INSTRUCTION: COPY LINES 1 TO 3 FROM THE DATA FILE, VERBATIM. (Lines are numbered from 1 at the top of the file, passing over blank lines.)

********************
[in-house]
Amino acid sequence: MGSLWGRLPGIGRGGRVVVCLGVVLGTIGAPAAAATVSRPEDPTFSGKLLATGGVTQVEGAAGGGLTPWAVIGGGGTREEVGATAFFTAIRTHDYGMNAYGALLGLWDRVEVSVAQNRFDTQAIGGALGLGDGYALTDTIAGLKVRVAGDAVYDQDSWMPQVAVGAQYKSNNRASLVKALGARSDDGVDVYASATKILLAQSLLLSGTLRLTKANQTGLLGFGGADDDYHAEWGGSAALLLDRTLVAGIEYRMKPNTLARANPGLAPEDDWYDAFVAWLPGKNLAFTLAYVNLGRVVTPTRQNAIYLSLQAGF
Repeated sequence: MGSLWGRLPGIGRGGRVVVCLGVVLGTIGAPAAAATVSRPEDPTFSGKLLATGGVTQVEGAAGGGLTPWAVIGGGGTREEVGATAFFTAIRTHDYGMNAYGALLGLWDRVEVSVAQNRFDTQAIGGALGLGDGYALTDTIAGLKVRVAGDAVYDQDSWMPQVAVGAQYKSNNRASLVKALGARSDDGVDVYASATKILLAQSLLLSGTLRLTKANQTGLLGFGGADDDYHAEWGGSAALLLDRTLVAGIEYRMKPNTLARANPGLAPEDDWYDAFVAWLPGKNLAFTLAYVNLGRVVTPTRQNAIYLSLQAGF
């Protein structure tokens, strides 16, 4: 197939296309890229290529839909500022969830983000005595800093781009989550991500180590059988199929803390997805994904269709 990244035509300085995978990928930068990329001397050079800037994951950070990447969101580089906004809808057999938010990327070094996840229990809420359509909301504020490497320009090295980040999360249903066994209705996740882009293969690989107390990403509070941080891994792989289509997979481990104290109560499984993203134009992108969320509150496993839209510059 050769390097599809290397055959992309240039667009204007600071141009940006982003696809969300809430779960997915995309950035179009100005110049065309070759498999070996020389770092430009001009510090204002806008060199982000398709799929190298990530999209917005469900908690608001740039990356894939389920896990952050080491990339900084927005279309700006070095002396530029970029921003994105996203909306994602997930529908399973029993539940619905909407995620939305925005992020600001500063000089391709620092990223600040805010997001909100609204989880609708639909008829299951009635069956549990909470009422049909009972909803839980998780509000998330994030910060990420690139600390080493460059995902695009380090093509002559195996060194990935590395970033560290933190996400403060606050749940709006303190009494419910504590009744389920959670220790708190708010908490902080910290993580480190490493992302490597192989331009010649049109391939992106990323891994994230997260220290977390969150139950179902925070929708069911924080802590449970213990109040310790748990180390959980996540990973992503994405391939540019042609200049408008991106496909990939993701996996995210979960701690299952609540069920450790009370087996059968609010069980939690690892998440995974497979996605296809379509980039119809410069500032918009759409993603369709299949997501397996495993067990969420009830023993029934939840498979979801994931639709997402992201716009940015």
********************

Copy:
[in-house]
Amino acid sequence: MGSLWGRLPGIGRGGRVVVCLGVVLGTIGAPAAAATVSRPEDPTFSGKLLATGGVTQVEGAAGGGLTPWAVIGGGGTREEVGATAFFTAIRTHDYGMNAYGALLGLWDRVEVSVAQNRFDTQAIGGALGLGDGYALTDTIAGLKVRVAGDAVYDQDSWMPQVAVGAQYKSNNRASLVKALGARSDDGVDVYASATKILLAQSLLLSGTLRLTKANQTGLLGFGGADDDYHAEWGGSAALLLDRTLVAGIEYRMKPNTLARANPGLAPEDDWYDAFVAWLPGKNLAFTLAYVNLGRVVTPTRQNAIYLSLQAGF
Repeated sequence: MGSLWGRLPGIGRGGRVVVCLGVVLGTIGAPAAAATVSRPEDPTFSGKLLATGGVTQVEGAAGGGLTPWAVIGGGGTREEVGATAFFTAIRTHDYGMNAYGALLGLWDRVEVSVAQNRFDTQAIGGALGLGDGYALTDTIAGLKVRVAGDAVYDQDSWMPQVAVGAQYKSNNRASLVKALGARSDDGVDVYASATKILLAQSLLLSGTLRLTKANQTGLLGFGGADDDYHAEWGGSAALLLDRTLVAGIEYRMKPNTLARANPGLAPEDDWYDAFVAWLPGKNLAFTLAYVNLGRVVTPTRQNAIYLSLQAGF